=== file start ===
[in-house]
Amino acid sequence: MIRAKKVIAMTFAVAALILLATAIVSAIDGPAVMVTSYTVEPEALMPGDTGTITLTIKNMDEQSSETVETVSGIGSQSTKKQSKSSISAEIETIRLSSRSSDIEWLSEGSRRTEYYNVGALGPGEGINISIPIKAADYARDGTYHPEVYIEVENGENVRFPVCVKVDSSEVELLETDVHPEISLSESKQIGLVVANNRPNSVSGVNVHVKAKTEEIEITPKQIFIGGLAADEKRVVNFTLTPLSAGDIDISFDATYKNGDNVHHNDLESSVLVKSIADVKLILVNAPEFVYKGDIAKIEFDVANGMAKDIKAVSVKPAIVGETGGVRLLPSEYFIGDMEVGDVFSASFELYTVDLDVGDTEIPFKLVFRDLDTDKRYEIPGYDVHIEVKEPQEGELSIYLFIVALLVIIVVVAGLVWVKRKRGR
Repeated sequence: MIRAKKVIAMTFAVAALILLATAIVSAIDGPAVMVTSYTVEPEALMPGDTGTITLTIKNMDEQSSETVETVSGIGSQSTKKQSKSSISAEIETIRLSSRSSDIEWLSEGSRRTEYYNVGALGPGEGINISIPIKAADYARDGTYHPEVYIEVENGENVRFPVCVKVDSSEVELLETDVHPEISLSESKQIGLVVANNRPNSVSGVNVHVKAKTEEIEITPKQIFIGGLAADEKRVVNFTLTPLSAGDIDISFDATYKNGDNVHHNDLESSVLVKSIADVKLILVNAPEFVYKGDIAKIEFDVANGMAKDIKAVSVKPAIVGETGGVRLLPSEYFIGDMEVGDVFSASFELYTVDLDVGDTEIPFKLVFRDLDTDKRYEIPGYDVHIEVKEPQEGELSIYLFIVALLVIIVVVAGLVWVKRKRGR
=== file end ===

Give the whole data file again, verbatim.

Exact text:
[in-house]
Amino acid sequence: MIRAKKVIAMTFAVAALILLATAIVSAIDGPAVMVTSYTVEPEALMPGDTGTITLTIKNMDEQSSETVETVSGIGSQSTKKQSKSSISAEIETIRLSSRSSDIEWLSEGSRRTEYYNVGALGPGEGINISIPIKAADYARDGTYHPEVYIEVENGENVRFPVCVKVDSSEVELLETDVHPEISLSESKQIGLVVANNRPNSVSGVNVHVKAKTEEIEITPKQIFIGGLAADEKRVVNFTLTPLSAGDIDISFDATYKNGDNVHHNDLESSVLVKSIADVKLILVNAPEFVYKGDIAKIEFDVANGMAKDIKAVSVKPAIVGETGGVRLLPSEYFIGDMEVGDVFSASFELYTVDLDVGDTEIPFKLVFRDLDTDKRYEIPGYDVHIEVKEPQEGELSIYLFIVALLVIIVVVAGLVWVKRKRGR
Repeated sequence: MIRAKKVIAMTFAVAALILLATAIVSAIDGPAVMVTSYTVEPEALMPGDTGTITLTIKNMDEQSSETVETVSGIGSQSTKKQSKSSISAEIETIRLSSRSSDIEWLSEGSRRTEYYNVGALGPGEGINISIPIKAADYARDGTYHPEVYIEVENGENVRFPVCVKVDSSEVELLETDVHPEISLSESKQIGLVVANNRPNSVSGVNVHVKAKTEEIEITPKQIFIGGLAADEKRVVNFTLTPLSAGDIDISFDATYKNGDNVHHNDLESSVLVKSIADVKLILVNAPEFVYKGDIAKIEFDVANGMAKDIKAVSVKPAIVGETGGVRLLPSEYFIGDMEVGDVFSASFELYTVDLDVGDTEIPFKLVFRDLDTDKRYEIPGYDVHIEVKEPQEGELSIYLFIVALLVIIVVVAGLVWVKRKRGR